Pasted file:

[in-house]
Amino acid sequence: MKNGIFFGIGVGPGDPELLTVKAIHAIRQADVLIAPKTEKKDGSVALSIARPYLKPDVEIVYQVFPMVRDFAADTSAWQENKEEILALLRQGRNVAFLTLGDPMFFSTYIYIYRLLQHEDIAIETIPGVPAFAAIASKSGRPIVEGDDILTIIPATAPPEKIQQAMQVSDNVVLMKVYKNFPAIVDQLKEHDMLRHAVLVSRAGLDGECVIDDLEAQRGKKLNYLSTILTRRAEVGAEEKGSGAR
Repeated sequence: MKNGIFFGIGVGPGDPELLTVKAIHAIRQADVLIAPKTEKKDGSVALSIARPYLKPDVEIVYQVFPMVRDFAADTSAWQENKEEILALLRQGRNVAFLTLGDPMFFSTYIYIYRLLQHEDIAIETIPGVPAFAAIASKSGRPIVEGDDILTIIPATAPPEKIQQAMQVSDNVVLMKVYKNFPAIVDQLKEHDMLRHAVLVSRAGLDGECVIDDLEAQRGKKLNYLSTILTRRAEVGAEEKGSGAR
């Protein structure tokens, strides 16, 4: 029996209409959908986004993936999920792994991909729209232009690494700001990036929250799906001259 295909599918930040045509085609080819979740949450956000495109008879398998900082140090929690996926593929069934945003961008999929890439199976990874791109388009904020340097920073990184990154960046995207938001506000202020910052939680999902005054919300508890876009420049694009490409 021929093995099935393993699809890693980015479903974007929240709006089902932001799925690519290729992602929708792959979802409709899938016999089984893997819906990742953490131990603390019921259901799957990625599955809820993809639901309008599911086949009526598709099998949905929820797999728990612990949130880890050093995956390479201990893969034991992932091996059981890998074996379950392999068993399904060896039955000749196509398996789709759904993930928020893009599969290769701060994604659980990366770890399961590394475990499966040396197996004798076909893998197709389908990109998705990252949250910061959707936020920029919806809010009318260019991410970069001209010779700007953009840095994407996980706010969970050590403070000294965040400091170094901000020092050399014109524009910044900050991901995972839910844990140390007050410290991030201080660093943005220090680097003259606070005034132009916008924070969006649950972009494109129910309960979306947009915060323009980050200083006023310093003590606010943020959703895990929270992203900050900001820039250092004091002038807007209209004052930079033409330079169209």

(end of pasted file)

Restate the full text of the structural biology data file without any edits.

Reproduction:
[in-house]
Amino acid sequence: MKNGIFFGIGVGPGDPELLTVKAIHAIRQADVLIAPKTEKKDGSVALSIARPYLKPDVEIVYQVFPMVRDFAADTSAWQENKEEILALLRQGRNVAFLTLGDPMFFSTYIYIYRLLQHEDIAIETIPGVPAFAAIASKSGRPIVEGDDILTIIPATAPPEKIQQAMQVSDNVVLMKVYKNFPAIVDQLKEHDMLRHAVLVSRAGLDGECVIDDLEAQRGKKLNYLSTILTRRAEVGAEEKGSGAR
Repeated sequence: MKNGIFFGIGVGPGDPELLTVKAIHAIRQADVLIAPKTEKKDGSVALSIARPYLKPDVEIVYQVFPMVRDFAADTSAWQENKEEILALLRQGRNVAFLTLGDPMFFSTYIYIYRLLQHEDIAIETIPGVPAFAAIASKSGRPIVEGDDILTIIPATAPPEKIQQAMQVSDNVVLMKVYKNFPAIVDQLKEHDMLRHAVLVSRAGLDGECVIDDLEAQRGKKLNYLSTILTRRAEVGAEEKGSGAR
């Protein structure tokens, strides 16, 4: 029996209409959908986004993936999920792994991909729209232009690494700001990036929250799906001259 295909599918930040045509085609080819979740949450956000495109008879398998900082140090929690996926593929069934945003961008999929890439199976990874791109388009904020340097920073990184990154960046995207938001506000202020910052939680999902005054919300508890876009420049694009490409 021929093995099935393993699809890693980015479903974007929240709006089902932001799925690519290729992602929708792959979802409709899938016999089984893997819906990742953490131990603390019921259901799957990625599955809820993809639901309008599911086949009526598709099998949905929820797999728990612990949130880890050093995956390479201990893969034991992932091996059981890998074996379950392999068993399904060896039955000749196509398996789709759904993930928020893009599969290769701060994604659980990366770890399961590394475990499966040396197996004798076909893998197709389908990109998705990252949250910061959707936020920029919806809010009318260019991410970069001209010779700007953009840095994407996980706010969970050590403070000294965040400091170094901000020092050399014109524009910044900050991901995972839910844990140390007050410290991030201080660093943005220090680097003259606070005034132009916008924070969006649950972009494109129910309960979306947009915060323009980050200083006023310093003590606010943020959703895990929270992203900050900001820039250092004091002038807007209209004052930079033409330079169209």